Tuesday, March 18, 2014

Thoughts on Books: The Picture of Dorian Gray

I recently finished a timeless classic by Oscar Wilde, The Picture of Dorian Gray. Although I had been familiar with the premise, it was the first time I had a chance to read through the whole story. It was a quick read, not many pages, but a profound commentary on some ideologies that ran rampant during Wilde's time. I found that his commentary has a newly-born application in today's world, where Web v2.0 has exalted the individual and we find our society spiraling deeper and deeper into the throes of exhibitionism and compelled narcissism.

Yes, I know there are a thousand responses to the looming judgement that this next generation is self-centered, but frankly I can't see how this generation wouldn't be self-centered. I remember my first time surfing the web, sitting in my parents' master bedroom. I still recall the charming dial-up noises, raspy and nostalgic. If anyone had told me that one day I would have several different web pages devoted to documenting my life...

And yet here we are.

Because of this new social culture, Wilde's back and forth about a hedonistic form of aestheticism and a more tempered practice of society's advancement through beauty is even more important than ever before.
In the novel, Dorian Gray, the acclaimed most perfect specimen of a young man in the world, is split between the philosophies of his artist-friend, Basil Hallward, and Lord Henry Wotton. Hallward paints his portrait while he is still in the prime of his years, unblemished from society or corruption of sin or age. He practically worships Dorian and, through his creation of art, represents an appreciation of beauty through the advancement of culture. On the other hand, Lord Henry Wotton sees Dorian as the perfect vessel to test the limits of hedonism, the pursuit of pleasure without restraint of moral compass or conscience.

Dorian spends the book learning about both sides beauty's ugly coin, but Wilde seemingly disagrees with hedonism, as the demise of his protagonist serves as a good ole', "moral of the story is!" moment. A scholar studying the text summed it up well:
"Aestheticism does well to condemn the renunciation of desires, but it is an excessive obedience to these desires that is subversively dangerous. Therefore, in the practice of Wilde’s aestheticism, forethought and constraint are necessities, yet too often lacking, and without them, one is doomed to suffer the same fate as Dorian Gray." - Patrick Duggan

Wilde had a deal of personal clout with which to approach this novel's motif. The idea of unrestrained pleasure mixing with the traditional values of society was not foreign to him, even at a young age. His father had three children out of wedlock and had them raised with his relatives, apart from his own wife and children, apart from his own, respectable life. This division of family must have had a profound impact on Wilde's life. It's reflected in Dorian's divided lifestyle as well, one with Hallward, respectable and upright, and one with Lord Henry, lascivious and mischievous.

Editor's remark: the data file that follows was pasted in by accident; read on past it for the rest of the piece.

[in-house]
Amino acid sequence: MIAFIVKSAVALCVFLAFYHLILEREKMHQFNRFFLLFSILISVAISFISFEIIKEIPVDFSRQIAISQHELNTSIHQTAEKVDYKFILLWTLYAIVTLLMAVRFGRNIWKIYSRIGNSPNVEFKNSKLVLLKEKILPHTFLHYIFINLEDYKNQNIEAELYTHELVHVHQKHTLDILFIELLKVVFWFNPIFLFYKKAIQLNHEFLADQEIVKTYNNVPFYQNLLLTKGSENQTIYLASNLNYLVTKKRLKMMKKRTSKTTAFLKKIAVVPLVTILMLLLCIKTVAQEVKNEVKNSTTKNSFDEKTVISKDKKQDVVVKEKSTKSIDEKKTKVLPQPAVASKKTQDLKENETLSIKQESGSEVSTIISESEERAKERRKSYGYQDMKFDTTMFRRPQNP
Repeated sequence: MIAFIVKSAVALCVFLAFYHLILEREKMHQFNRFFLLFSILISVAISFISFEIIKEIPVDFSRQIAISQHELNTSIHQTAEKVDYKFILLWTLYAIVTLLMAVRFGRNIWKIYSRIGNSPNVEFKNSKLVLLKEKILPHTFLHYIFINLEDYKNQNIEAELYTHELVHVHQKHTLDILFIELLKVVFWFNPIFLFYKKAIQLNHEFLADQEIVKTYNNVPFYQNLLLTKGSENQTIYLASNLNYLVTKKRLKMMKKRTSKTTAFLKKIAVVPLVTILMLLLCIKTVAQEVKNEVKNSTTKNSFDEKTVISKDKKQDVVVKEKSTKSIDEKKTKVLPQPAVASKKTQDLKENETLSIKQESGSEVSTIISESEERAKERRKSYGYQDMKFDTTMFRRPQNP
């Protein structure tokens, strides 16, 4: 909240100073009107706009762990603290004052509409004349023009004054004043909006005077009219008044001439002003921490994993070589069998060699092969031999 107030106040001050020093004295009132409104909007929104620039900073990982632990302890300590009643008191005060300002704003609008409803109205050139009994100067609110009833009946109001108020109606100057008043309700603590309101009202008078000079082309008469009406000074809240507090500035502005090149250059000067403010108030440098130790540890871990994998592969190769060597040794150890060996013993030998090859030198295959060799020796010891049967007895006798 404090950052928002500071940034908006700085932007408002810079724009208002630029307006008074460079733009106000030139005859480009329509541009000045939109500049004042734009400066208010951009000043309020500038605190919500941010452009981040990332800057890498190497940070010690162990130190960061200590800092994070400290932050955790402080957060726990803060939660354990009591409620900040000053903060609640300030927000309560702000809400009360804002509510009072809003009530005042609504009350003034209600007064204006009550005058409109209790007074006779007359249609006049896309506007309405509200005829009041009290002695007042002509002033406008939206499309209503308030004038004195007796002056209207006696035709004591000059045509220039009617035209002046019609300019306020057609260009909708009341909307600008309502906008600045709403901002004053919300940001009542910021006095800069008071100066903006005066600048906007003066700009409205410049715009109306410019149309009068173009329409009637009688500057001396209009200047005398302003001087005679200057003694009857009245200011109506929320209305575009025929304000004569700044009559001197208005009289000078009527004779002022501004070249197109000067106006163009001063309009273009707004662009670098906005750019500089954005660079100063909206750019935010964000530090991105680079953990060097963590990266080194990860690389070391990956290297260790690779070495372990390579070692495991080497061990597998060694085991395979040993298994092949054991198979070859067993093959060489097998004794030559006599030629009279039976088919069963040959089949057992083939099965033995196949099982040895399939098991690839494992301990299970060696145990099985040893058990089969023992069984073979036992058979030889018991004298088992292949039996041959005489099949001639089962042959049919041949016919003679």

Also, similarly to Dorian Gray, Wilde dabbled in all sorts of different methodologies and ideologies, and yet remained aloof to them all. It seemed he was solely interested in becoming acquainted with a great number of different cultural experiences. Wilde once received a book from a friend, Walter Pater's, called Studies,  that would go on to have a deep influence in his personal philosophy, just like Dorian received a book from Hallward that eventually led to his complete corruption. This fascination of contradicting ideas and beliefs led to some uncomfortable clashes internally for Wilde and Dorian alike.

Wilde was a man with passions, which he checked himself. He was a firm believer in Christianity, almost going as far as to join the clergy. And yet at the same time, he worshipped art. He spent his entire life trying to reconcile his beliefs and his emotions, interests and desires.

Wilde once said, "I find it harder and harder every day to live up to my blue china." I think his quotation sums up The Picture of Dorian Gray perfectly.

Now for my own "the moral of the blog post is!" moments.

I think all of us have some type of Faustian bargain, or deal with the devil, we've made in our lives. It's a simple as abandoning what we feel to be right in pursuit of what we feel we want. We can't live in a divided house though. At what point do we hide our portrait in the attic, in our shame, and continue on, hiding the effects of our poor choices?

It gets harder and harder to live up to the blue china we display on the shelves. How long can we keep the gig up before the china shatters and we're left trying to sweep up its shattered pieces?

Hopefully we can learn our lessons faster than Dorian Gray.